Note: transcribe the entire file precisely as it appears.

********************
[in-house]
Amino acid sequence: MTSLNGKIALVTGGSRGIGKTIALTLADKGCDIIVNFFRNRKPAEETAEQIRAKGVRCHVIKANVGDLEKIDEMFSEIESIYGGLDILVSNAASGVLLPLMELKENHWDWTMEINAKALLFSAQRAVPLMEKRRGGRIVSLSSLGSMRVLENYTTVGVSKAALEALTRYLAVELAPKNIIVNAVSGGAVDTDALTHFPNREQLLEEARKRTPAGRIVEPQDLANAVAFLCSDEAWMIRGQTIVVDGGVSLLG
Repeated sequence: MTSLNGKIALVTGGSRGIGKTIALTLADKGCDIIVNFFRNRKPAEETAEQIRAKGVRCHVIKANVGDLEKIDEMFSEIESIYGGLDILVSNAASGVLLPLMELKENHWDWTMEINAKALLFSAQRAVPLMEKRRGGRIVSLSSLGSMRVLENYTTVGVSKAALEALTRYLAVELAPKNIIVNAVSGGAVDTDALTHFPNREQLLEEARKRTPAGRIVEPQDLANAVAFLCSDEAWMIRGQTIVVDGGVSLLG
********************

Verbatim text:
[in-house]
Amino acid sequence: MTSLNGKIALVTGGSRGIGKTIALTLADKGCDIIVNFFRNRKPAEETAEQIRAKGVRCHVIKANVGDLEKIDEMFSEIESIYGGLDILVSNAASGVLLPLMELKENHWDWTMEINAKALLFSAQRAVPLMEKRRGGRIVSLSSLGSMRVLENYTTVGVSKAALEALTRYLAVELAPKNIIVNAVSGGAVDTDALTHFPNREQLLEEARKRTPAGRIVEPQDLANAVAFLCSDEAWMIRGQTIVVDGGVSLLG
Repeated sequence: MTSLNGKIALVTGGSRGIGKTIALTLADKGCDIIVNFFRNRKPAEETAEQIRAKGVRCHVIKANVGDLEKIDEMFSEIESIYGGLDILVSNAASGVLLPLMELKENHWDWTMEINAKALLFSAQRAVPLMEKRRGGRIVSLSSLGSMRVLENYTTVGVSKAALEALTRYLAVELAPKNIIVNAVSGGAVDTDALTHFPNREQLLEEARKRTPAGRIVEPQDLANAVAFLCSDEAWMIRGQTIVVDGGVSLLG